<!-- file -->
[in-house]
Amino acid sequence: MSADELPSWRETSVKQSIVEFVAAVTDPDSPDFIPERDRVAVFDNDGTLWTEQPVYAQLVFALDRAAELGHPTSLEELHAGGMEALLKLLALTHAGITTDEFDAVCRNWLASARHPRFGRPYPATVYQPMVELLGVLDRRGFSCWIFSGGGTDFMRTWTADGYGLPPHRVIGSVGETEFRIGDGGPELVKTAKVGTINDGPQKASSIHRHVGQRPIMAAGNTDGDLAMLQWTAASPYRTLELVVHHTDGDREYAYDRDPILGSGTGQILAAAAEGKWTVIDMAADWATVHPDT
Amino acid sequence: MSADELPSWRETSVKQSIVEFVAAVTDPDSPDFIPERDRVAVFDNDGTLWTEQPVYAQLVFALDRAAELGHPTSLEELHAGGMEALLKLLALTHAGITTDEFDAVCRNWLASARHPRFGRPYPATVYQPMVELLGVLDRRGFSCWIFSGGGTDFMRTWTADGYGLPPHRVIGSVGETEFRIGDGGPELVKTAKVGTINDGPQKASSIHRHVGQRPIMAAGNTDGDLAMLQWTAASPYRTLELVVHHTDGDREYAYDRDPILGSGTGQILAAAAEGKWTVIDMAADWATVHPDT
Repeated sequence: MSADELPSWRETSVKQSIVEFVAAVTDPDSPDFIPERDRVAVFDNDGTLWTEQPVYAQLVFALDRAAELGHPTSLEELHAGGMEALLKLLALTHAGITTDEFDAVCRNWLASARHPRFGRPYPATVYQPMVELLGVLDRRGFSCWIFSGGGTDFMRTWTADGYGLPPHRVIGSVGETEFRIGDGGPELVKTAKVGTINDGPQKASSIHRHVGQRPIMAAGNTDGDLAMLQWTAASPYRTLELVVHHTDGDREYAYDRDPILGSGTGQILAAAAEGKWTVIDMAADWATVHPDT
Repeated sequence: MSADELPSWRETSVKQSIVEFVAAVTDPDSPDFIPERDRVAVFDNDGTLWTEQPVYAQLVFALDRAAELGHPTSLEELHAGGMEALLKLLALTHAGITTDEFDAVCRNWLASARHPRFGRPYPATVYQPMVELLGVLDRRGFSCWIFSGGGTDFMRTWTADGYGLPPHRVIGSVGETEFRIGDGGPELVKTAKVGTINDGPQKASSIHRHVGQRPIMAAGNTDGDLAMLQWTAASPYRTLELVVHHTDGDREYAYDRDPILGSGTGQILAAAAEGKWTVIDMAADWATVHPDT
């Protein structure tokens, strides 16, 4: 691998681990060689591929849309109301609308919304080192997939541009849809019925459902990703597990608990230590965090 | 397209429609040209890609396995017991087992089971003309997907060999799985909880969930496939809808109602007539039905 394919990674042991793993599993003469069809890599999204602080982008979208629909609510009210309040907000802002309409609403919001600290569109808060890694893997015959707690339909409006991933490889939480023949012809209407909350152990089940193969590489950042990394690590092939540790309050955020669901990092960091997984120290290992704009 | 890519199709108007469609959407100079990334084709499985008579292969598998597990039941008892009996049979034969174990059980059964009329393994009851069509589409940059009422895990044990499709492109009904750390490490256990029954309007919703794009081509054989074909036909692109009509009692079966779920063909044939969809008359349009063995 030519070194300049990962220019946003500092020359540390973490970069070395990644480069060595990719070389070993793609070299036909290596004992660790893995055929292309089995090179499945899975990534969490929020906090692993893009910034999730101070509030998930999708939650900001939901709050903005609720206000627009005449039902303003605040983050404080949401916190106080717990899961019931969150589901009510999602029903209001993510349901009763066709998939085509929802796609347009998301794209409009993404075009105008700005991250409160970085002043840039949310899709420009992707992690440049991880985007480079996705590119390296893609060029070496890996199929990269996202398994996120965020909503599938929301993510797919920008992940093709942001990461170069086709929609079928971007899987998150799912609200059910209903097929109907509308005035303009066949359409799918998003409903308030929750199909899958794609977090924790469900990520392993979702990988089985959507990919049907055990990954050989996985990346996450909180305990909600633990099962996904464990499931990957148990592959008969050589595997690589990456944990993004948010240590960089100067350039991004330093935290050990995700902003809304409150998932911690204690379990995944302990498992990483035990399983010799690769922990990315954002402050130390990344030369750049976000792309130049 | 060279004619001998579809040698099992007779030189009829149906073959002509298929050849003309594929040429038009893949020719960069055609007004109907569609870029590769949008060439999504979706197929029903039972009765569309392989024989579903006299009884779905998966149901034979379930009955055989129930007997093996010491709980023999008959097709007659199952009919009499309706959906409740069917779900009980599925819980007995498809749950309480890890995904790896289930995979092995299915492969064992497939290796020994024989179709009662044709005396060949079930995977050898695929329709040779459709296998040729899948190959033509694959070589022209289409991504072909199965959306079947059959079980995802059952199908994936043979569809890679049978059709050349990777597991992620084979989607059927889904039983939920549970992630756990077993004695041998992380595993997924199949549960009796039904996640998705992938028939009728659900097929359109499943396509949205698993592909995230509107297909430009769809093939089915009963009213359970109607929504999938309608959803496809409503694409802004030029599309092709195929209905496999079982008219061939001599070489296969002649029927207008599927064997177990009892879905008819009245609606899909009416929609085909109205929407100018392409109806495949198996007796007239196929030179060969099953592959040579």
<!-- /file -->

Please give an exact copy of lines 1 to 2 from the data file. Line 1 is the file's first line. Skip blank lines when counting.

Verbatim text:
[in-house]
Amino acid sequence: MSADELPSWRETSVKQSIVEFVAAVTDPDSPDFIPERDRVAVFDNDGTLWTEQPVYAQLVFALDRAAELGHPTSLEELHAGGMEALLKLLALTHAGITTDEFDAVCRNWLASARHPRFGRPYPATVYQPMVELLGVLDRRGFSCWIFSGGGTDFMRTWTADGYGLPPHRVIGSVGETEFRIGDGGPELVKTAKVGTINDGPQKASSIHRHVGQRPIMAAGNTDGDLAMLQWTAASPYRTLELVVHHTDGDREYAYDRDPILGSGTGQILAAAAEGKWTVIDMAADWATVHPDT